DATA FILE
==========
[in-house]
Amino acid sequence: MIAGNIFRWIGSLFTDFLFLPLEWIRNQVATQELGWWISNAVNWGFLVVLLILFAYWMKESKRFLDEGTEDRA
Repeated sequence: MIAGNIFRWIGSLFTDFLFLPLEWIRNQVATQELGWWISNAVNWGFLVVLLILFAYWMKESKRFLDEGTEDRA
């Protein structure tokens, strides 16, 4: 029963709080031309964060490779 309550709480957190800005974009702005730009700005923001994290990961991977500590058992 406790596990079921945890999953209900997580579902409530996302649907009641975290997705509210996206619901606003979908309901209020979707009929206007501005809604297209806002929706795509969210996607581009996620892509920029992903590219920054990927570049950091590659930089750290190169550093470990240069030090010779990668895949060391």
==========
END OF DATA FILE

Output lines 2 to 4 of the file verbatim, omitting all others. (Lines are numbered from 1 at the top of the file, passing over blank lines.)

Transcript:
Amino acid sequence: MIAGNIFRWIGSLFTDFLFLPLEWIRNQVATQELGWWISNAVNWGFLVVLLILFAYWMKESKRFLDEGTEDRA
Repeated sequence: MIAGNIFRWIGSLFTDFLFLPLEWIRNQVATQELGWWISNAVNWGFLVVLLILFAYWMKESKRFLDEGTEDRA
């Protein structure tokens, strides 16, 4: 029963709080031309964060490779 309550709480957190800005974009702005730009700005923001994290990961991977500590058992 406790596990079921945890999953209900997580579902409530996302649907009641975290997705509210996206619901606003979908309901209020979707009929206007501005809604297209806002929706795509969210996607581009996620892509920029992903590219920054990927570049950091590659930089750290190169550093470990240069030090010779990668895949060391």